Wednesday, September 25, 2013

Two people told me I could make you into a play. Smart people, too. But I can’t. To write a play, first, I would have to be inspired. That part is easy. I would take out a picture of you. I would put it on the desk. There’s one in particular I like. Your hair is almost red, and your mouth is opened and smiling, almost a smile of a wink, and your eyes look tired and beautiful. Your eyebrows are raised slightly, your tongue is even on the palette, and your little canine is crooked, too. Your nose is a big perfect triangle, and graced by the single lines that run down to your mouth. Your earrings are silver and they dangle long to the base of your shoulders which are strong and white. The weight of the earrings pull your ear lobes gently and give them a slight accent. Did I mention your perfect neck? There is no way to tell from the photograph (it is slightly overexposed) that your neck is perfect and the part of you that is so soft that you need to touch it, absolutely must touch it. If you know that in advance, it is easy, but you have to have something more than the photo. That’s the problem. It’s impossible for this photo to see this, or to say how beautifully you kissed.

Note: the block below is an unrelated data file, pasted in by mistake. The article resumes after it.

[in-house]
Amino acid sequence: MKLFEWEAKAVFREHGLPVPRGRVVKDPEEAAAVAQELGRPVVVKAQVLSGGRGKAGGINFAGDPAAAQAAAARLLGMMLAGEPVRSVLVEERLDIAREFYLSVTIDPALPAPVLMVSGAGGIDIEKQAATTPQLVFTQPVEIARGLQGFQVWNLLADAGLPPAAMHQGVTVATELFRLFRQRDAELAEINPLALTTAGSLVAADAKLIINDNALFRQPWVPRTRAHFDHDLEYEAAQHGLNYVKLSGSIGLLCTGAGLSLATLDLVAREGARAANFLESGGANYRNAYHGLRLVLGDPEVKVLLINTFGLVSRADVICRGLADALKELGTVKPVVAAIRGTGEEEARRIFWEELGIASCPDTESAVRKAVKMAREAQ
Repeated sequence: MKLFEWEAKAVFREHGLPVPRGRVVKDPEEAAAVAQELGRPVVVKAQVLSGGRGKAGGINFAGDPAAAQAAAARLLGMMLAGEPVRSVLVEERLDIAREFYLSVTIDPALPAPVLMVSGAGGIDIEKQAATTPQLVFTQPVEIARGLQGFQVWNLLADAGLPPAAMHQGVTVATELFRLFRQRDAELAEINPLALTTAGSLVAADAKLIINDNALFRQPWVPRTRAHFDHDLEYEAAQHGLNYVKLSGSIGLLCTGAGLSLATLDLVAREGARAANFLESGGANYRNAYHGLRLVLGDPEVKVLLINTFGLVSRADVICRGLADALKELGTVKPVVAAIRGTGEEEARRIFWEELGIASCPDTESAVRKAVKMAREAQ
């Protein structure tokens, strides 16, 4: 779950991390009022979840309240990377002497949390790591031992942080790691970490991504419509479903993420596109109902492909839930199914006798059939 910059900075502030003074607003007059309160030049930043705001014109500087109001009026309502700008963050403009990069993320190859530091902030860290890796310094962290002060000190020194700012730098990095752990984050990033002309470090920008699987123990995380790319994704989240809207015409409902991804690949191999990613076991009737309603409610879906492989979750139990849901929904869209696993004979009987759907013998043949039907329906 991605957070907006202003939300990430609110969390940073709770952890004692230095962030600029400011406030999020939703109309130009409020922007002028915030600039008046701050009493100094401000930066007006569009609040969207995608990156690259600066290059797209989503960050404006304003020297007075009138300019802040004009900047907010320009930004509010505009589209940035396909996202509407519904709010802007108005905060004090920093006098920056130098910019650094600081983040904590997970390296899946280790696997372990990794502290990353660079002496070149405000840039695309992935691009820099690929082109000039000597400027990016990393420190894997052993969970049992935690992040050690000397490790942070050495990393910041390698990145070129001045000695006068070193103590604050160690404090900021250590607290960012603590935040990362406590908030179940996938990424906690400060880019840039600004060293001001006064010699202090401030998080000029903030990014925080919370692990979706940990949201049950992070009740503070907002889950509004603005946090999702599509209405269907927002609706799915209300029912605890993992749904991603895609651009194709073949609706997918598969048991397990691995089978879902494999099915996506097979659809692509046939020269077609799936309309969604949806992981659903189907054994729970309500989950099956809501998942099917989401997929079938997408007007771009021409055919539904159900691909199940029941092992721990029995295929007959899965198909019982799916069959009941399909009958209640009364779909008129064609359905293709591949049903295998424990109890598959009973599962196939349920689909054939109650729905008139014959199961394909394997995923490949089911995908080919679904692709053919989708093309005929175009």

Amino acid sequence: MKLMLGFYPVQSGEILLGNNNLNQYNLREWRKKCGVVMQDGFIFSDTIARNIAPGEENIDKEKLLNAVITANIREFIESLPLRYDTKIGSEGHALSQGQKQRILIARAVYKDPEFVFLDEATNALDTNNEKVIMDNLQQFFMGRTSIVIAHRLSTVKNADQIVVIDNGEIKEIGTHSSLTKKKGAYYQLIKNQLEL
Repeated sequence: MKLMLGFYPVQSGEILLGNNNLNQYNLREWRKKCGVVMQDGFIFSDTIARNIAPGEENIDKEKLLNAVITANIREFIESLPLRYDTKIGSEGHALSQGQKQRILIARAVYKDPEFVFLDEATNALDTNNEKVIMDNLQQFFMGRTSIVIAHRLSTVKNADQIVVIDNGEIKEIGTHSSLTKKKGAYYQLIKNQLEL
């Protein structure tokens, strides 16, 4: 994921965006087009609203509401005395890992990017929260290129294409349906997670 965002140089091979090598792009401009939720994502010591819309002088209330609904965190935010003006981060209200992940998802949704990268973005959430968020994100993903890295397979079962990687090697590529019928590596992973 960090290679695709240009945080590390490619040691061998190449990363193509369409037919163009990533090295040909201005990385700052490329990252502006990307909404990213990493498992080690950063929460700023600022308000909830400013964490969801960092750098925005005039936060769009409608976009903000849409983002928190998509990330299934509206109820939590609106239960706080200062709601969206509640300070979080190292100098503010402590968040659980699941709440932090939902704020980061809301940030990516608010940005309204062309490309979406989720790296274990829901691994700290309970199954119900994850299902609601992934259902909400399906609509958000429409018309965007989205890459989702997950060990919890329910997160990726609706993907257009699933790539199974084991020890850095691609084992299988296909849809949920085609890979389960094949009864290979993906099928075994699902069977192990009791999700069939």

I can’t write a play about you. The inspiration is easy. But I don’t want a play about you. I want to play with you. But you fell down and broke. And when you broke, it was impossible to play. They say you can’t play with broke, and you can’t. It’s impossible to even say. You can’t write this play. This play has nothing to say. This play must go away. There will be none of this play. Come back, please. Please, come back. Let’s play.

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